Many pilots, from sport pilot to commercial pilot, tend to underestimate the importance of proper weight and balance of their aircraft. Load sheets are taken for granted and hasty calculations are made of the aircraft’s CG. Unfortunately, each year there are a number of accidents related to weight and balance issues. Many of these occurrences could have been avoided had more attention been given to weight and balance.
When a manufacturer designs an aircraft and the Local Aviation Administration certifies it, the specifications identify the aircraft’s maximum weight and the limits within which it must balance. The weight and balance system commonly employed among aircraft consists of three equally important elements: the weighing of the aircraft, the maintaining of the weight and balance records, and the proper loading of the aircraft.
The maximum weight of an aircraft is based on the amount of lift the wings or rotors can provide under the operating conditions for which the aircraft is designed. For example, if a small general aviation aircraft required a take-off speed of 200 mph to generate enough lift to support its weight, that would not be safe. Taking off and landing at lower airspeeds is certainly safer than doing so at higher speeds.
Aircraft balance is also a significant factor in determining if the aircraft is safe to operate. An aircraft that does not have good balance can exhibit poor manoeuvrability and controllability, making it difficult or impossible to fly. This could result in an accident, causing damage to the aircraft and injury to the people on board. Safety is the primary reason for concern about an aircraft’s weight and balance.
Another important reason for concern about weight and balance is the efficiency of the aircraft. Improper loading reduces the efficiency of an aircraft from the standpoint of ceiling, manoeuvrability, rate of climb, speed, and fuel consumption. If an aircraft is loaded in such a way that it is extremely nose-heavy, higher than normal forces are exerted at the tail to keep the aircraft in level flight. The higher than normal forces at the tail create additional drag, which requires additional engine power and therefore additional fuel flow to maintain airspeed.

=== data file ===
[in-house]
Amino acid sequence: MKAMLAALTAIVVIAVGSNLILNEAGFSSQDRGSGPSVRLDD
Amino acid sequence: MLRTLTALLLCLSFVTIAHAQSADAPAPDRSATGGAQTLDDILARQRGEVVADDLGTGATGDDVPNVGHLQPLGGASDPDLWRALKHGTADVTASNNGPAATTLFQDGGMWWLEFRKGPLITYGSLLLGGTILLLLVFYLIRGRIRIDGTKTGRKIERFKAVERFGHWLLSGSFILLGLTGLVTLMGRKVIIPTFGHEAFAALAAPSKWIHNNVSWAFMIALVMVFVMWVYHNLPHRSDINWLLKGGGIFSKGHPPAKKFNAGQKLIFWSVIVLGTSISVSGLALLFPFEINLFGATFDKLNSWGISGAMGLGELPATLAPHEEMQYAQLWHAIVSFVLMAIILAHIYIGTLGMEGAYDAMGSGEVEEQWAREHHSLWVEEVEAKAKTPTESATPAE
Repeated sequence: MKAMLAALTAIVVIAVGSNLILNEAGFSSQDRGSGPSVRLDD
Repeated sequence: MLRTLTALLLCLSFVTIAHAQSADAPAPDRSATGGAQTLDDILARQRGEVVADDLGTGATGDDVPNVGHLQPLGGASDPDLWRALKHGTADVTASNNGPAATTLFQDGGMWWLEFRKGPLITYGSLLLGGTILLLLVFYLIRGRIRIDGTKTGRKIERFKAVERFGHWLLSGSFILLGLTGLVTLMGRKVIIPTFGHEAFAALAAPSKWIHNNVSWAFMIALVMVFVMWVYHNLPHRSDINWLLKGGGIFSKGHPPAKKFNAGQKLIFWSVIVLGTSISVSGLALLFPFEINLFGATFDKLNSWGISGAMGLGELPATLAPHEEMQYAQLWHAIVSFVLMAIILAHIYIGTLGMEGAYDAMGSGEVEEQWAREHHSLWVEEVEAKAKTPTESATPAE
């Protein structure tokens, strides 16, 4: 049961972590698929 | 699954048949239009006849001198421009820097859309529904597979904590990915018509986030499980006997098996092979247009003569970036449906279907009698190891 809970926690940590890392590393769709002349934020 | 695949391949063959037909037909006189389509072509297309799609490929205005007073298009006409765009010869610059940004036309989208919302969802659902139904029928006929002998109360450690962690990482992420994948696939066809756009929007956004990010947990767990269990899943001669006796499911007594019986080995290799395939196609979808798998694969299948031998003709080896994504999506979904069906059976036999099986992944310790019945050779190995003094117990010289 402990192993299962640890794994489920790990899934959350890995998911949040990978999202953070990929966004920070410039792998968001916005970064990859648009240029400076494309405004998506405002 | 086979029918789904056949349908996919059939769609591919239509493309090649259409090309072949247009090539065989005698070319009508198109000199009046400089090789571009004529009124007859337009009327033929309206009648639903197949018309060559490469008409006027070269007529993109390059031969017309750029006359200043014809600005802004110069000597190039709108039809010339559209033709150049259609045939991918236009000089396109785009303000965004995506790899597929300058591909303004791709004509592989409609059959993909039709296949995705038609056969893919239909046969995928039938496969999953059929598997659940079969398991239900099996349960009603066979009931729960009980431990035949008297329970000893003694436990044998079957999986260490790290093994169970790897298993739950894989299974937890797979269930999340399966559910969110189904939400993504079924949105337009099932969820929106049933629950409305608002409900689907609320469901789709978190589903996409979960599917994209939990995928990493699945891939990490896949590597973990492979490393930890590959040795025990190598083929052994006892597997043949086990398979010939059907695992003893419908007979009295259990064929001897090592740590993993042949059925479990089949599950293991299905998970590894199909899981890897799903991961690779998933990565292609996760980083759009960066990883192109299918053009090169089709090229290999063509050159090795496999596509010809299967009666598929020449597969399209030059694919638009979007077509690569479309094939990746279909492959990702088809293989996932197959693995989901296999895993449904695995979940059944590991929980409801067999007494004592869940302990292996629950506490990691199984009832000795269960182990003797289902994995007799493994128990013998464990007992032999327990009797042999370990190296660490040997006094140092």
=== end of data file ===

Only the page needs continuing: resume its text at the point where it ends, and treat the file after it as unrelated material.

The most efficient condition for an aircraft is to have the point where it balances fall close to, or exactly at, the aircraft’s centre of lift. If this were the case, little or no flight control force would be needed to keep the aircraft flying straight and level. In terms of stability and safety, however, this perfectly balanced condition might not be desirable.
The effects of overloading include:
· reduced acceleration/greater take-off speed, take-off run, & distance to clear a 50 ft. obstacle
· decreased angle of climb/reduced obstacle clearance capability after take-off
· excessive loads on landing gear, especially if the runway is rough
· reduced ceiling, rate of climb, & range
· impaired manoeuvrability & controllability
· increased stall speeds
· increased landing speeds, requiring a longer runway
· reduced braking effectiveness & structural strength margins
· with twin-engine aircraft, failure to climb/maintain height on one engine
Forward and aft limits on the centre of gravity (CG) are established during type certification; they are the extreme CG positions at which longitudinal stability requirements can be met.
Exceeding the forward CG limit usually results in:
· difficulty in rotating to take-off attitude
· increased stall or minimum flying speed against full up elevator
· extra tail down-force requiring more lift from wing, resulting in greater induced drag. This means higher fuel consumption and a reduced range
· inadequate nose up trim in landing configuration, necessitating a pull force throughout the approach making it more difficult to fly a stable approach
· difficulty in flaring/holding the nose wheel off after touch down. Inability to hold the nose up during a bounce can result in damaged nose landing gear and propeller
· increased loads on the nose landing gear
Exceeding the aft CG limit usually results in:
· pitch-up at low speed & high power, leading to premature rotation on take-off, or inadvertent stall in the climb or during a go-around
· on a tailwheel type, difficulty in raising the tail/maintaining directional control on the ground
· difficulty trimming, especially at high power
· longitudinal instability, particularly in turbulence, with possible reversal of control forces
· degraded stall qualities to an unknown degree
· more difficult spin recovery, unexplored spin behaviour, delay in/inability to recover